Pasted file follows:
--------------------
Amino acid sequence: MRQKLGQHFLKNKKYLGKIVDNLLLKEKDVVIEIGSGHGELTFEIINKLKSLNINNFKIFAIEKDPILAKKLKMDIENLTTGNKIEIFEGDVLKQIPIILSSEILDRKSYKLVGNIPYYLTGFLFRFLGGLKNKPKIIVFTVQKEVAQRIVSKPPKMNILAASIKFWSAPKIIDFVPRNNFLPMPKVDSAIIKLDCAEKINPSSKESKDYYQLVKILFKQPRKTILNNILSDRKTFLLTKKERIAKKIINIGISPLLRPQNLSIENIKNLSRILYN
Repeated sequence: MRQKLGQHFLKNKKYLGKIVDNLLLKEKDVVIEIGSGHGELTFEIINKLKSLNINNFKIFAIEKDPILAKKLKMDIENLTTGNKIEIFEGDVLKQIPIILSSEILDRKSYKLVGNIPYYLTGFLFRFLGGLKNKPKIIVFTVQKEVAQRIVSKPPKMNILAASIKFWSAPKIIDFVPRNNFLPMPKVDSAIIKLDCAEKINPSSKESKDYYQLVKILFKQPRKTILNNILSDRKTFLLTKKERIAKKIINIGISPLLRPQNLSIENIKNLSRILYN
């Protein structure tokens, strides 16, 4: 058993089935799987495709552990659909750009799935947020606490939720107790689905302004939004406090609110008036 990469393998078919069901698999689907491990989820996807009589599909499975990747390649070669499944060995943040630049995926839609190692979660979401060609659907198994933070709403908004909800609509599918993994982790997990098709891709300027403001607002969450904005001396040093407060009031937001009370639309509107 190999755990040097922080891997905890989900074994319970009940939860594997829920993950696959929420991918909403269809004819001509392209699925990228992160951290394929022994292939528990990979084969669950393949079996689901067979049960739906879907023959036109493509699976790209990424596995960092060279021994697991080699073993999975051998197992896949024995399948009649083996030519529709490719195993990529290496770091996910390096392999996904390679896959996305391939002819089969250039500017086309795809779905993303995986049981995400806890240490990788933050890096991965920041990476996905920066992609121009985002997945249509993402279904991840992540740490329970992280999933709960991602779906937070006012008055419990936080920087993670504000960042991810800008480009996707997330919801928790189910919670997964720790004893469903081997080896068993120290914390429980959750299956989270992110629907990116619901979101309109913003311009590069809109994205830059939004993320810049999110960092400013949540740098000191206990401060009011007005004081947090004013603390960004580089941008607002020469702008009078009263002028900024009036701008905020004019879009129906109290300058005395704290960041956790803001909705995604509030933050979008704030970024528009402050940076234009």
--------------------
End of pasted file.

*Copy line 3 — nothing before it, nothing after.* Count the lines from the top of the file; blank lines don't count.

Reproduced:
């Protein structure tokens, strides 16, 4: 058993089935799987495709552990659909750009799935947020606490939720107790689905302004939004406090609110008036 990469393998078919069901698999689907491990989820996807009589599909499975990747390649070669499944060995943040630049995926839609190692979660979401060609659907198994933070709403908004909800609509599918993994982790997990098709891709300027403001607002969450904005001396040093407060009031937001009370639309509107 190999755990040097922080891997905890989900074994319970009940939860594997829920993950696959929420991918909403269809004819001509392209699925990228992160951290394929022994292939528990990979084969669950393949079996689901067979049960739906879907023959036109493509699976790209990424596995960092060279021994697991080699073993999975051998197992896949024995399948009649083996030519529709490719195993990529290496770091996910390096392999996904390679896959996305391939002819089969250039500017086309795809779905993303995986049981995400806890240490990788933050890096991965920041990476996905920066992609121009985002997945249509993402279904991840992540740490329970992280999933709960991602779906937070006012008055419990936080920087993670504000960042991810800008480009996707997330919801928790189910919670997964720790004893469903081997080896068993120290914390429980959750299956989270992110629907990116619901979101309109913003311009590069809109994205830059939004993320810049999110960092400013949540740098000191206990401060009011007005004081947090004013603390960004580089941008607002020469702008009078009263002028900024009036701008905020004019879009129906109290300058005395704290960041956790803001909705995604509030933050979008704030970024528009402050940076234009």